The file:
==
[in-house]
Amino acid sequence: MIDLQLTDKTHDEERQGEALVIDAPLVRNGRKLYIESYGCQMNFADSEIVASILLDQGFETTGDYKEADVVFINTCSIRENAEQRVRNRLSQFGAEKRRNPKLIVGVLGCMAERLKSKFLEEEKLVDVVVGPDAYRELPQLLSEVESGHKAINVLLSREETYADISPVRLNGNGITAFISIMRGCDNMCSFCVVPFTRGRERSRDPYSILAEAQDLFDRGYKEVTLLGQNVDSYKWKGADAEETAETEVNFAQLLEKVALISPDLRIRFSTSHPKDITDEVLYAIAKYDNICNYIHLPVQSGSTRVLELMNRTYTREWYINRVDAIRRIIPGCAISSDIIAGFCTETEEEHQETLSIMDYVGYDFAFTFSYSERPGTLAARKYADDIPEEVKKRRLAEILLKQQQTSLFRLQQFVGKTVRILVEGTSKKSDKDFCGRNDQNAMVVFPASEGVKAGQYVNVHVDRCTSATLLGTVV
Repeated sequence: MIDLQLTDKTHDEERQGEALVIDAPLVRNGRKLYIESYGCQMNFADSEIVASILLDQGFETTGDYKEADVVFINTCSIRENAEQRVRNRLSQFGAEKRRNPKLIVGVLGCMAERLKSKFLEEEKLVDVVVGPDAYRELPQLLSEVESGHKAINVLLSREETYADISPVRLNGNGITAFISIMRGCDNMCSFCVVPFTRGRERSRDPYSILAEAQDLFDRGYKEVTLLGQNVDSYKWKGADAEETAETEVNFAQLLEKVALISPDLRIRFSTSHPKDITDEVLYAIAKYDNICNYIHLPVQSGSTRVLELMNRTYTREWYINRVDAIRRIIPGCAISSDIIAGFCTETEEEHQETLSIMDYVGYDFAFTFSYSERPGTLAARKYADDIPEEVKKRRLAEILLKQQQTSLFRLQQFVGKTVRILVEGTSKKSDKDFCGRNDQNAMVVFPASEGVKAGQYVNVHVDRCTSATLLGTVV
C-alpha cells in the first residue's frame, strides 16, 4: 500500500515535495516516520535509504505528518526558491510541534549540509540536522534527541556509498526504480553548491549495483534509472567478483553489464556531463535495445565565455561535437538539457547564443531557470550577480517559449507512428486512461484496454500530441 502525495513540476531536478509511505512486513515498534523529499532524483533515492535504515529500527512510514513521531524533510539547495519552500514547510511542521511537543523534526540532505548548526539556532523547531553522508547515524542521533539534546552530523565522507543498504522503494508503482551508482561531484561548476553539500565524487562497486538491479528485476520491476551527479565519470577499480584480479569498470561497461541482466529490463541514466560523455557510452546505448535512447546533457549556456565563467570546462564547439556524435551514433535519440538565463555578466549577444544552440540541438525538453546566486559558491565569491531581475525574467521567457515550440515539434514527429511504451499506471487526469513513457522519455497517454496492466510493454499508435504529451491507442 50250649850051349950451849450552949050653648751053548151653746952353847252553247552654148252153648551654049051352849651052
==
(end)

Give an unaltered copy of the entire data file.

[in-house]
Amino acid sequence: MIDLQLTDKTHDEERQGEALVIDAPLVRNGRKLYIESYGCQMNFADSEIVASILLDQGFETTGDYKEADVVFINTCSIRENAEQRVRNRLSQFGAEKRRNPKLIVGVLGCMAERLKSKFLEEEKLVDVVVGPDAYRELPQLLSEVESGHKAINVLLSREETYADISPVRLNGNGITAFISIMRGCDNMCSFCVVPFTRGRERSRDPYSILAEAQDLFDRGYKEVTLLGQNVDSYKWKGADAEETAETEVNFAQLLEKVALISPDLRIRFSTSHPKDITDEVLYAIAKYDNICNYIHLPVQSGSTRVLELMNRTYTREWYINRVDAIRRIIPGCAISSDIIAGFCTETEEEHQETLSIMDYVGYDFAFTFSYSERPGTLAARKYADDIPEEVKKRRLAEILLKQQQTSLFRLQQFVGKTVRILVEGTSKKSDKDFCGRNDQNAMVVFPASEGVKAGQYVNVHVDRCTSATLLGTVV
Repeated sequence: MIDLQLTDKTHDEERQGEALVIDAPLVRNGRKLYIESYGCQMNFADSEIVASILLDQGFETTGDYKEADVVFINTCSIRENAEQRVRNRLSQFGAEKRRNPKLIVGVLGCMAERLKSKFLEEEKLVDVVVGPDAYRELPQLLSEVESGHKAINVLLSREETYADISPVRLNGNGITAFISIMRGCDNMCSFCVVPFTRGRERSRDPYSILAEAQDLFDRGYKEVTLLGQNVDSYKWKGADAEETAETEVNFAQLLEKVALISPDLRIRFSTSHPKDITDEVLYAIAKYDNICNYIHLPVQSGSTRVLELMNRTYTREWYINRVDAIRRIIPGCAISSDIIAGFCTETEEEHQETLSIMDYVGYDFAFTFSYSERPGTLAARKYADDIPEEVKKRRLAEILLKQQQTSLFRLQQFVGKTVRILVEGTSKKSDKDFCGRNDQNAMVVFPASEGVKAGQYVNVHVDRCTSATLLGTVV
C-alpha cells in the first residue's frame, strides 16, 4: 500500500515535495516516520535509504505528518526558491510541534549540509540536522534527541556509498526504480553548491549495483534509472567478483553489464556531463535495445565565455561535437538539457547564443531557470550577480517559449507512428486512461484496454500530441 502525495513540476531536478509511505512486513515498534523529499532524483533515492535504515529500527512510514513521531524533510539547495519552500514547510511542521511537543523534526540532505548548526539556532523547531553522508547515524542521533539534546552530523565522507543498504522503494508503482551508482561531484561548476553539500565524487562497486538491479528485476520491476551527479565519470577499480584480479569498470561497461541482466529490463541514466560523455557510452546505448535512447546533457549556456565563467570546462564547439556524435551514433535519440538565463555578466549577444544552440540541438525538453546566486559558491565569491531581475525574467521567457515550440515539434514527429511504451499506471487526469513513457522519455497517454496492466510493454499508435504529451491507442 50250649850051349950451849450552949050653648751053548151653746952353847252553247552654148252153648551654049051352849651052